From Bureau of Economic Geology, The University of Texas at Austin (
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Bureau Seminar, May 04, 2007

Salt Diapir-Induced Slide Blocks

Trevor Aitken

Devon Energy, Houston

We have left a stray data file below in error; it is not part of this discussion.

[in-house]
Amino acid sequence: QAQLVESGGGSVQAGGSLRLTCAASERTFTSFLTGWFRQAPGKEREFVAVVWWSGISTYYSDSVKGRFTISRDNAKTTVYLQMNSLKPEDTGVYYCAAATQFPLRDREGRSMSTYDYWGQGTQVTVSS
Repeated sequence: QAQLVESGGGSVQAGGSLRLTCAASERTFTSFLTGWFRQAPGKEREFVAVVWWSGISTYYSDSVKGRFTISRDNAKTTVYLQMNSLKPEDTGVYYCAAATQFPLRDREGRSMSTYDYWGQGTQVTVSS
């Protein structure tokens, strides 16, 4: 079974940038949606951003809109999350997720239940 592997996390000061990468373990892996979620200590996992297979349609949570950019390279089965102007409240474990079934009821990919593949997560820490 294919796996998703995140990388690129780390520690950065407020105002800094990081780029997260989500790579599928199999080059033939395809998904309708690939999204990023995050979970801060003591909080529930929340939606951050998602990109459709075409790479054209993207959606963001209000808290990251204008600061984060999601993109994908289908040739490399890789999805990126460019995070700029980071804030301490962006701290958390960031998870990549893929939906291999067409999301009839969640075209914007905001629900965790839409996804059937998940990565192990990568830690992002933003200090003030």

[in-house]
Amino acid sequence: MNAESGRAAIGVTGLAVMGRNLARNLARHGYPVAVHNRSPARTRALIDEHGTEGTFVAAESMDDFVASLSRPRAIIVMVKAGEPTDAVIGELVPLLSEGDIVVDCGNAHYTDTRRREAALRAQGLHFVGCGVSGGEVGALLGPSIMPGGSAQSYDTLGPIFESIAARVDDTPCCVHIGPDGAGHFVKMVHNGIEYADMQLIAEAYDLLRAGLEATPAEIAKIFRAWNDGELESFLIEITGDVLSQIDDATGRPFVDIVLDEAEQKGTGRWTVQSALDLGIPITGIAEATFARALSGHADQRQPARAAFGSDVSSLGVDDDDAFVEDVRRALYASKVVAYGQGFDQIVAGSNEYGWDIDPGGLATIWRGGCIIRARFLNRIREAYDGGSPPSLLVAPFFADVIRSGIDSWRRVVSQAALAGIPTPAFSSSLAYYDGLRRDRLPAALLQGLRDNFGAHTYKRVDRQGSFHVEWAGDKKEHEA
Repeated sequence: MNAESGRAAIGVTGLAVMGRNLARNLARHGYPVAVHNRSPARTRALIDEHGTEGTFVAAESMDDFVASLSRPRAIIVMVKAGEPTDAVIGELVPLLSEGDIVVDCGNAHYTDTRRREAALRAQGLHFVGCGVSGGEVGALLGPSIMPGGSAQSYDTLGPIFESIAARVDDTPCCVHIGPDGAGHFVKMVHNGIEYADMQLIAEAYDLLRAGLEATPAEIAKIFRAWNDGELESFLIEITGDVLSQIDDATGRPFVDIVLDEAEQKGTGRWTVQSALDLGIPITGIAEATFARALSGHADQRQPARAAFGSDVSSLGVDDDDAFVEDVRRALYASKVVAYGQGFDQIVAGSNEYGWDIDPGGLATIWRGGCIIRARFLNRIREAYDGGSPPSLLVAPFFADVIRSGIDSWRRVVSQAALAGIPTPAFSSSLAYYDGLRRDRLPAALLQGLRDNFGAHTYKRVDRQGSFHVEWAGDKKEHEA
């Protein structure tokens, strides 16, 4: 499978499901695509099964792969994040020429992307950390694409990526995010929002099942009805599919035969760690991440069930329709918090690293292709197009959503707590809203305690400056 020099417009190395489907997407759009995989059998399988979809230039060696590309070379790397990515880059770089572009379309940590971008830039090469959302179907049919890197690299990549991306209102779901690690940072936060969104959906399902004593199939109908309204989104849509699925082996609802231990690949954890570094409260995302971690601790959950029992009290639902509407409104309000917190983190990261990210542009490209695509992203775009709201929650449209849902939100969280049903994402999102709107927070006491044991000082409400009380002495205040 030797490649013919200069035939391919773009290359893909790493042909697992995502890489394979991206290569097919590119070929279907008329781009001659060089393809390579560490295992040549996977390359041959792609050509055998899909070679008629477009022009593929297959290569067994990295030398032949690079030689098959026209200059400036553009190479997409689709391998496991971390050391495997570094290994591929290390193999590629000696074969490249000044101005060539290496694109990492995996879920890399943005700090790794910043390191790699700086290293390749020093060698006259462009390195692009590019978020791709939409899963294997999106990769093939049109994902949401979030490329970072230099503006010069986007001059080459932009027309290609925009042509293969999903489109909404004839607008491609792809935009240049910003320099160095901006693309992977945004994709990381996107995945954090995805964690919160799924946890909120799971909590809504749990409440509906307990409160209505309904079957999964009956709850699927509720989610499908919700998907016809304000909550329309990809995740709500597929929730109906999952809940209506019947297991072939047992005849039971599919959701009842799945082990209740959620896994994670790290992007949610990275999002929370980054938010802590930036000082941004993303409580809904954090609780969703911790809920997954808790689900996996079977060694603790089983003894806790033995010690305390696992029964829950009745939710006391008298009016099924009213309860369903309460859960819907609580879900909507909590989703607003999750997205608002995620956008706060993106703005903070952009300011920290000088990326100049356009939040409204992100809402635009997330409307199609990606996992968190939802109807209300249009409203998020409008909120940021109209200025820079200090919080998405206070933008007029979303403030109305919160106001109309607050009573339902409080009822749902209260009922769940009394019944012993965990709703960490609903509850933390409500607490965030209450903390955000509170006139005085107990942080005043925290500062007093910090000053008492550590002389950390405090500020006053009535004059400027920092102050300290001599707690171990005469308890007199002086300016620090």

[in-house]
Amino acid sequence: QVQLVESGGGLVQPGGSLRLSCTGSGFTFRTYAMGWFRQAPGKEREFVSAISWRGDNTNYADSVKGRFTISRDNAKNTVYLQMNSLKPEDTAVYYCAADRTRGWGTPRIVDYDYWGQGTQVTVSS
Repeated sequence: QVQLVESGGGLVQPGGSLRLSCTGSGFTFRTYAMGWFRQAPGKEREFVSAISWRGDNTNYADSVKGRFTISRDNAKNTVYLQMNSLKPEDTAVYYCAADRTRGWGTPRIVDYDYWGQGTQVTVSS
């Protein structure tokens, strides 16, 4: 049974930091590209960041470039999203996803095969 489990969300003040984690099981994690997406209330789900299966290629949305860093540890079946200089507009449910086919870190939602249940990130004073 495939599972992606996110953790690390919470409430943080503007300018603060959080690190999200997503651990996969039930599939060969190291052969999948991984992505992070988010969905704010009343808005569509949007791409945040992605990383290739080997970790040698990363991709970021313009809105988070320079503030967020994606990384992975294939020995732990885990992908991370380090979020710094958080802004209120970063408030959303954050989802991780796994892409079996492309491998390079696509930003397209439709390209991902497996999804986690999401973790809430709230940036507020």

The initiation and movement of slide blocks normally result from gravitational slumps originated either on the outer-shelf regions or in localized steep dip areas that were affected by tectonic mechanisms. These processes, in the majority of cases, are sufficient to explain the presence of stratigraphically out-of-place clastic features that are commonly identified in many sedimentary basins around the world. The example addressed in this work is partly an exception to this concept. The presence of large, thick, and highly stratified allochthonous features in the current study area requires an alternative model to explain the mechanism that delivered them to the younger Oligo/Miocene sedimentary unit. Interpretation of high-quality 3D seismic data revealed that the largest slide-blocks, which are not compatible in thickness with their equivalent collapsed outer-shelf sedimentary unit, are present in areas that were heavily affected by salt tectonics, dominantly collapsed salt diapirs. The amplitude extraction of the paleo-seafloor, on which these features slid, demonstrated clear groove-mark tracks that allow the identification of their source areas. Seismic and well-data interpretation indicate that the slide blocks were part of the underlying lower Tertiary (Eocene/Paleocene) sedimentary unit that was locally broken, and then pieces of it were lifted to the seafloor by salt diapirs in a pumplike process. Once on the seafloor, the blocks slid a relatively short distance toward the east and west, in relation to associated salt domes.